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Re: Photo: last AB seedling from TSXWR

  • Subject: Re: Photo: last AB seedling from TSXWR
  • From: "Francesca Thoolen" <arilpums@comcast.net>
  • Date: Sat, 19 May 2007 14:51:36 -0700

Elm, I looked up stratification on the internet and as I understand it, when it is applied to botany, it is the cooling and heating of the seeds in alternate fashion to break down the 'sleep' barrier in certain plants. This is done for certain trees. So I imagine when we plant aril seeds in a normal fashion, usually dry, they have to go thru several seasons of 'stratification' before they will germinate naturally. However years ago some tried planting the seed green and they had luck with this. So this year I am trying them with mine. However most of them will be OGB's and usually under ideal normal conditons they reasonably germinate. Years ago I used to embryo culture the odd crosses involving pure arils and I was rather successful in getting them thru the process, however, if there were any losses it was usually at transplant time. Now my eyes, even with a good magnifyng glass stand, won't let me do the job. So I am trying the 'green seed' method and see how that will work. I am starting with OGBs usually the easiest in the process. I am in the process of cleaning up the MDB, which includes some pumilas, and giving them some rose food, the proportions of which are milder in feeding but it has a systemic which I would then not have to spray and breathe. Some MDBs did very well and some just departed this world. Suslik is doing very well in 4 different pots (1 gal cans). If nothing else it is a survivor. Of all of the pumila seeds I got, 3 or 4 germinated and, of course, they were out of Suslik. One is about 1.5" to 2" high. It is a bee pod which was sent to me. I will be happy to learn what your research brings up re 't' factors in the parents used. Welcome Reward comes directly from pink breeding on the TB side.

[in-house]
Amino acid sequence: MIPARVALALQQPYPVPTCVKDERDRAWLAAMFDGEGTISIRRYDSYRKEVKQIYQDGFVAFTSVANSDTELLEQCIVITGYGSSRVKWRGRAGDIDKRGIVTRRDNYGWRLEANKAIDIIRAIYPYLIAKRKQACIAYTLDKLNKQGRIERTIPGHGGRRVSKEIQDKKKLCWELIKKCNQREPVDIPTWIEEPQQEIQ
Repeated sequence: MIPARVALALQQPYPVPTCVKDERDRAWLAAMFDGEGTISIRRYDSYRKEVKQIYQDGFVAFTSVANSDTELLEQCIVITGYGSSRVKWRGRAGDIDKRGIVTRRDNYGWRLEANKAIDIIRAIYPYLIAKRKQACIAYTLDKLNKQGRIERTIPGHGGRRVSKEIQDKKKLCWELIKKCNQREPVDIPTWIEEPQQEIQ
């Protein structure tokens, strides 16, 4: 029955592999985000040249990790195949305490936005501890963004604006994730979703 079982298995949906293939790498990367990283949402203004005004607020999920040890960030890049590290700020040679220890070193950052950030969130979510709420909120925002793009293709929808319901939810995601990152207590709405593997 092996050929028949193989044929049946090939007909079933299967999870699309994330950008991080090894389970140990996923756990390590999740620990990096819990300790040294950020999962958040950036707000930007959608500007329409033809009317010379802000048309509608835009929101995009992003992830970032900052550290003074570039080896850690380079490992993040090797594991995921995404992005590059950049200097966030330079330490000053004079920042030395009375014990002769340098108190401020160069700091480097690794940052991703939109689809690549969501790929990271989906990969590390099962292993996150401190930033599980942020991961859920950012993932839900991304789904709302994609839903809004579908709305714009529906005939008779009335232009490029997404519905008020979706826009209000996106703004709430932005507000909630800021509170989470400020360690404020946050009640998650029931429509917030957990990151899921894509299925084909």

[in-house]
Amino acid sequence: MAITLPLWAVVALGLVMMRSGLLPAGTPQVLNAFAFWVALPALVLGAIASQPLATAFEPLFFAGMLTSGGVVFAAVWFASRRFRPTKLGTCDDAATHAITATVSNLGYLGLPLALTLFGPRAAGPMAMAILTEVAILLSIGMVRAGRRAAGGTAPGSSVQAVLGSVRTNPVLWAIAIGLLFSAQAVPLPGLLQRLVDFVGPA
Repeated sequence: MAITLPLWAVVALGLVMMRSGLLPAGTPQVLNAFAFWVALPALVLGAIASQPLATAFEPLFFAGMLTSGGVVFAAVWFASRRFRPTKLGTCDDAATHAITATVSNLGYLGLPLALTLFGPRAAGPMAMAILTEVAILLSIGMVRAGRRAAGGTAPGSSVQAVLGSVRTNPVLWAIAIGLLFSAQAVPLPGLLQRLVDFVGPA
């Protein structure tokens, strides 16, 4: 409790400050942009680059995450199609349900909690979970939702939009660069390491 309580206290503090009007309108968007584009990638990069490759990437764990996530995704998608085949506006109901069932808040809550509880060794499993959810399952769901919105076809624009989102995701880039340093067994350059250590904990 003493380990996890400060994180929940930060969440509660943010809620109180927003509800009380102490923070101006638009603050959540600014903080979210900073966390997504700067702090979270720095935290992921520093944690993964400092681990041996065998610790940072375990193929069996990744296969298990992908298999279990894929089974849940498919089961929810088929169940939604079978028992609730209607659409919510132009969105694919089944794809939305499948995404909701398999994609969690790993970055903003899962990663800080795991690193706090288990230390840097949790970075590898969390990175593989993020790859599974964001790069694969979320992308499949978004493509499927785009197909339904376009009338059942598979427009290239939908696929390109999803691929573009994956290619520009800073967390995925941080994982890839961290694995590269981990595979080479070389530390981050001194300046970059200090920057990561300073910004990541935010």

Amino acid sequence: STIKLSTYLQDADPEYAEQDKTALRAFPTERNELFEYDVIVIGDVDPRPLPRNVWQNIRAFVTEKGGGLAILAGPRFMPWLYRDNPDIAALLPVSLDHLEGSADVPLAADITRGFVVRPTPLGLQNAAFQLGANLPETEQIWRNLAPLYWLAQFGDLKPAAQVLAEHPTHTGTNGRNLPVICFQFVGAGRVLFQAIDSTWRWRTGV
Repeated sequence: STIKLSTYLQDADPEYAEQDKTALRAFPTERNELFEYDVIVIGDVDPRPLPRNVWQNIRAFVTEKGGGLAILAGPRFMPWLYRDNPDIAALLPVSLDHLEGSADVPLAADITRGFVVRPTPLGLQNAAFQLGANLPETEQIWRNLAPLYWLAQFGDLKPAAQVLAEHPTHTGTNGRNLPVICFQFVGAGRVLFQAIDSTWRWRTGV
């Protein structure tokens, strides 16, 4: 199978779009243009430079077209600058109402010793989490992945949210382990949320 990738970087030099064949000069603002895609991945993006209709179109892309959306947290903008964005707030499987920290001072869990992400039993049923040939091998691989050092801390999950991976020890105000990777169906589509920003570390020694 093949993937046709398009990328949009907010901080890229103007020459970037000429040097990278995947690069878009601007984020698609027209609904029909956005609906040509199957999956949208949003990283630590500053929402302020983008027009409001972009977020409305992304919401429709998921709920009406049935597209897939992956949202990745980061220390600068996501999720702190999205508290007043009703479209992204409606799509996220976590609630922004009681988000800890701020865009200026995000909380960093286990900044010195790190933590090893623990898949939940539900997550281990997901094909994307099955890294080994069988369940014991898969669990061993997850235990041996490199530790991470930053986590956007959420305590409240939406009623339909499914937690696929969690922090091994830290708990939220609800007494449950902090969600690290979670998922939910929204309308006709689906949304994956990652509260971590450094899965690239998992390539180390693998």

----- Original Message -----
Sent: Saturday, May 19, 2007 2:20 PM
Subject: Re: [iris-photos] Photo: last AB seedling from TSXWR

    I have always read that it takes 4 shots of the t factor to get to a tangerine beard.  Wilma Vallette, in her chapter on tangerine pinks, the last chapter in her book, says that both parents have to carry the t factor twice.  I'm going to spend some time looking back through my hybridizing notebook to see just what irises in my crosses might factor in.  When I dead-end at the CGWs, there is still a question.  What TBs did White use?  Did he use some of those old TBs that, along the way, were carriers of pink genes?  (Vallette does give us a list of possible original carriers for the pink genes, as does Warburton.)  Then I have to see what modern TBs might lie behind my crosses.  I'll let you know where all this leads.
    Vincent Christopherson of Texas has an article in the AIS bulletin of April 2007 (pages 43-49) on helping along iris seed germination; he calls the method "stratification."  Sharon McAllister has said the proper term is not "forced germination" but rather "enhancement".  I don't agree with her, as I don't feel like I'm "enhancing" the seed.  I'm hacking away at it and taking things off the seed, forcing it to germinate because it wasn't going to do it itself right now.  Besides, I borrowed the term from Sam Norris and the Tearingtons.

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